Throughout June 2020, a number of legislative proposals poised to impact hydropower resources have been introduced in Congress. On Monday, June 22, Democratic members of the House of Representatives released H.R. 2, the Moving Forward Act, which aims to encourage investment in infrastructure and includes several provisions on hydropower and dam safety. On Monday June 29, Congresswoman Cathy McMorris Rodgers (WA-05) introduced the Hydropower Clean Energy Future Act which includes updates to the licensing process for non-federal hydroelectric projects and promotes innovation of new generation technologies that would protect the environment and natural resources while providing additional reliability services to the nation’s electric grid. Finally, on June 30, Democratic members of the House Select Committee on the Climate Crisis released a Climate Crisis Action Plan, which includes provisions on hydropower and marine energy facilities.
Moving Forward Act
In response to the May 2020 breach of Sanford and Edenville dams in Michigan (see June 1, 2020 edition of the WER), the Moving Forward Act requires FERC to develop a report to the House Energy and Commerce Committee on the causes of the dam failures and a determination of whether FERC’s dam safety procedures should be updated as a result. It also proposes to amend sections 10 and 15 of the Federal Power Act to provide additional assurances that FERC’s dam safety requirements have been satisfied, and to require FERC to establish procedures to determine the financial ability of a license applicant to meet dam safety requirements. The bill also would require that FERC hold a dam safety technical conference by April 2021 to provide information to States on dam maintenance and repair, risk informed decision making, climate and hydrological changes that may affect the safety and structural integrity of dams, and high hazard dams. A related provision of the House Transportation Committee’s Water Resources Development Act (WRDA) of 2020 would amend the National Dam Safety Program run by the Federal Emergency Management Agency (FEMA). Section 135 of the WRDA would bring FERC-licensed projects that are 1.5 MW or less under the jurisdiction of the FEMA program, potentially requiring those dam owners and operators to comply with the safety programs of both FERC and FEMA.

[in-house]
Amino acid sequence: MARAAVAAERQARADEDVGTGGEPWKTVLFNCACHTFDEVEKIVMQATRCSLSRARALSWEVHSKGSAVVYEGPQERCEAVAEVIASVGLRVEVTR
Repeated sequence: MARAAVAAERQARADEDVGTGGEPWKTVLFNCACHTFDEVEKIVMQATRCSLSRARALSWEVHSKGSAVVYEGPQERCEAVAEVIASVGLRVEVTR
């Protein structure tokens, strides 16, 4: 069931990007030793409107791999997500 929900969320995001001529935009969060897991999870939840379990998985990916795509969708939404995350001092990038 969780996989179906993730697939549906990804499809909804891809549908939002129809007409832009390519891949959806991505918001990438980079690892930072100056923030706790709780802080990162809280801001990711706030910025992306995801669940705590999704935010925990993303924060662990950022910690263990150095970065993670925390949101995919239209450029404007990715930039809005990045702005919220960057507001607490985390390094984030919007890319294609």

Hydropower Clean Energy Future Act
The Hydropower Clean Energy Future Act, introduced by Representative McMorris-Rodgers, affirms that hydropower is a “renewable resource” for purposes of all Federal programs and updates Federal renewable purchase requirements to include hydropower. It also designates FERC as the lead agency for the purposes of all Federal authorizations and for complying with any required State or local environmental reviews. The bill aims to improve coordination among permitting agencies by setting schedules, clarifying responsibilities, and establishing mechanisms to resolve disputes among licensing participants.
The bill provides exemptions from licensing requirements for certain small hydroelectric projects that are unlikely to jeopardize threatened or endangered species or critical habitat. Importantly, it would require that mandatory conditions under sections 4(e) and 18 of the Federal Power Act mitigate environmental effects of the licensed project. It also provides for the expedited licensing of “next-generation” hydropower projects that utilize technologies that protect, mitigate, or enhance environmental resources and are not in “widespread, utility-scale use in the United States.”
Lastly, the bill requires a report to Congress describing barriers to the development of conventional, pumped-storage, conduit, and emerging hydropower technologies and identifying mechanisms to encourage proper compensation for the full range of services that hydropower provides to the electric grid, including grid reliability and the cost-effective integration of renewables.
Climate Crisis Action Plan
The Climate Crisis Action Plan outlines policies intended to achieve net-zero greenhouse gas emissions in the United States by 2050, including a clean power standard for electric utilities, a zero-emissions vehicle standard, and a price on carbon. With respect to hydroelectric generation, the plan would establish a clean energy standard to attain net-zero electricity sector emissions by 2040, and would include hydropower as a zero-emission technology. It would also recommend that Congress expand the production tax credit for qualified hydropower facilities and re-authorize sections 242 and 243 of the Energy Policy Act of 2005, which provide incentive payments to make efficiency improvements at existing hydropower facilities, or to retrofit existing dams and conduits with generating facilities (House Democrats also included the re-authorization of section 242 in the Moving Forward Act, discussed above). Finally, the plan recommends that Congress expand research, development, and deployment of marine energy technologies and increase funding for the Department of Energy’s Water Power Technologies Office to do so.
The full text of the Moving Forward Act is available here, the Hydropower Clean Energy Future Act is available here, the Water Resources Development Act is available here, and the Climate Crisis Action Plan is available here.